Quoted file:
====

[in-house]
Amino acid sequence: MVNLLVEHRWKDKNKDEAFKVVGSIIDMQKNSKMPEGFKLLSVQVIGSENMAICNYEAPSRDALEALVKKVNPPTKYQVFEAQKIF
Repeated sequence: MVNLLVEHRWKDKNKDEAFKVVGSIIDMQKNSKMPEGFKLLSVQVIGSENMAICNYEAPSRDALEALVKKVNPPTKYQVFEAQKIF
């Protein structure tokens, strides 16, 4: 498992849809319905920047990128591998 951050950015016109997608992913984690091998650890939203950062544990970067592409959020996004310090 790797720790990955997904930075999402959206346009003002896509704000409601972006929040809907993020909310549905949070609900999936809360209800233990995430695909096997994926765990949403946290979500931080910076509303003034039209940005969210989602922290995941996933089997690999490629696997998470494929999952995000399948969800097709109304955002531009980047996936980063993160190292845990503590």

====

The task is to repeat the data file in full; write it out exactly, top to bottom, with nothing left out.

[in-house]
Amino acid sequence: MVNLLVEHRWKDKNKDEAFKVVGSIIDMQKNSKMPEGFKLLSVQVIGSENMAICNYEAPSRDALEALVKKVNPPTKYQVFEAQKIF
Repeated sequence: MVNLLVEHRWKDKNKDEAFKVVGSIIDMQKNSKMPEGFKLLSVQVIGSENMAICNYEAPSRDALEALVKKVNPPTKYQVFEAQKIF
């Protein structure tokens, strides 16, 4: 498992849809319905920047990128591998 951050950015016109997608992913984690091998650890939203950062544990970067592409959020996004310090 790797720790990955997904930075999402959206346009003002896509704000409601972006929040809907993020909310549905949070609900999936809360209800233990995430695909096997994926765990949403946290979500931080910076509303003034039209940005969210989602922290995941996933089997690999490629696997998470494929999952995000399948969800097709109304955002531009980047996936980063993160190292845990503590």